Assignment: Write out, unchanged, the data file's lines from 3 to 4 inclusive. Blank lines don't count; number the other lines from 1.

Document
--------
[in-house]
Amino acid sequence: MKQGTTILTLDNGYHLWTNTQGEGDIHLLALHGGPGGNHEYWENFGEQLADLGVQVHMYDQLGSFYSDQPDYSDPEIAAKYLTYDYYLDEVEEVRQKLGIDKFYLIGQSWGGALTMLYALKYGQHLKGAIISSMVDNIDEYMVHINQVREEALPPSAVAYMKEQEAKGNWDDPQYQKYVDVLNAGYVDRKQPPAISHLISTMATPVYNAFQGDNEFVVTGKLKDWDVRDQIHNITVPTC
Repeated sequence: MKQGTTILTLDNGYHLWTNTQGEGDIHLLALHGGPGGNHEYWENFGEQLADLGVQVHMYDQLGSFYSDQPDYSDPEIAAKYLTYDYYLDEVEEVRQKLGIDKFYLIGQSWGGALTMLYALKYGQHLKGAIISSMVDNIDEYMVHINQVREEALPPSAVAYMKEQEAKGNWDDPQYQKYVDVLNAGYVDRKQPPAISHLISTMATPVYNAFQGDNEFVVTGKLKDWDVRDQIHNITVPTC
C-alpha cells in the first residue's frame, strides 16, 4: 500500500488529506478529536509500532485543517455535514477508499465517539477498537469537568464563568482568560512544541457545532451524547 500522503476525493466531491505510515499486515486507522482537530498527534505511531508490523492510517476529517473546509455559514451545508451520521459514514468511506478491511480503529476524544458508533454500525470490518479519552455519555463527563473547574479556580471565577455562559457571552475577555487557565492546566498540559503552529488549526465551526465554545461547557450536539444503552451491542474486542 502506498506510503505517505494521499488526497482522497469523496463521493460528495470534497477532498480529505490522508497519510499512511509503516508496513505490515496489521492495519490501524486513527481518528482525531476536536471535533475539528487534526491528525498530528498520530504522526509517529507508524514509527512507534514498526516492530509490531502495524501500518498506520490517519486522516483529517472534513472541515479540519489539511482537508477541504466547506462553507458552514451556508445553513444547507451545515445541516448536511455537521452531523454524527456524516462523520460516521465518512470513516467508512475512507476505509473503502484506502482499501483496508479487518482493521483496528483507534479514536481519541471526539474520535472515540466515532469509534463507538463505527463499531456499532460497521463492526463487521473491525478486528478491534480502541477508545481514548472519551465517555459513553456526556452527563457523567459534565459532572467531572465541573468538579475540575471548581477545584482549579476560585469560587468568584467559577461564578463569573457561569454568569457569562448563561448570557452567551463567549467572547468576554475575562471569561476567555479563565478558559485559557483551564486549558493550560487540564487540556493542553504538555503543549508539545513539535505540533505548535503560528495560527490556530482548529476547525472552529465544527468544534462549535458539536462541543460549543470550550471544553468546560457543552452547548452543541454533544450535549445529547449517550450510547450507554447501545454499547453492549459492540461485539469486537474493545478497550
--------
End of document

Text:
Repeated sequence: MKQGTTILTLDNGYHLWTNTQGEGDIHLLALHGGPGGNHEYWENFGEQLADLGVQVHMYDQLGSFYSDQPDYSDPEIAAKYLTYDYYLDEVEEVRQKLGIDKFYLIGQSWGGALTMLYALKYGQHLKGAIISSMVDNIDEYMVHINQVREEALPPSAVAYMKEQEAKGNWDDPQYQKYVDVLNAGYVDRKQPPAISHLISTMATPVYNAFQGDNEFVVTGKLKDWDVRDQIHNITVPTC
C-alpha cells in the first residue's frame, strides 16, 4: 500500500488529506478529536509500532485543517455535514477508499465517539477498537469537568464563568482568560512544541457545532451524547 500522503476525493466531491505510515499486515486507522482537530498527534505511531508490523492510517476529517473546509455559514451545508451520521459514514468511506478491511480503529476524544458508533454500525470490518479519552455519555463527563473547574479556580471565577455562559457571552475577555487557565492546566498540559503552529488549526465551526465554545461547557450536539444503552451491542474486542 502506498506510503505517505494521499488526497482522497469523496463521493460528495470534497477532498480529505490522508497519510499512511509503516508496513505490515496489521492495519490501524486513527481518528482525531476536536471535533475539528487534526491528525498530528498520530504522526509517529507508524514509527512507534514498526516492530509490531502495524501500518498506520490517519486522516483529517472534513472541515479540519489539511482537508477541504466547506462553507458552514451556508445553513444547507451545515445541516448536511455537521452531523454524527456524516462523520460516521465518512470513516467508512475512507476505509473503502484506502482499501483496508479487518482493521483496528483507534479514536481519541471526539474520535472515540466515532469509534463507538463505527463499531456499532460497521463492526463487521473491525478486528478491534480502541477508545481514548472519551465517555459513553456526556452527563457523567459534565459532572467531572465541573468538579475540575471548581477545584482549579476560585469560587468568584467559577461564578463569573457561569454568569457569562448563561448570557452567551463567549467572547468576554475575562471569561476567555479563565478558559485559557483551564486549558493550560487540564487540556493542553504538555503543549508539545513539535505540533505548535503560528495560527490556530482548529476547525472552529465544527468544534462549535458539536462541543460549543470550550471544553468546560457543552452547548452543541454533544450535549445529547449517550450510547450507554447501545454499547453492549459492540461485539469486537474493545478497550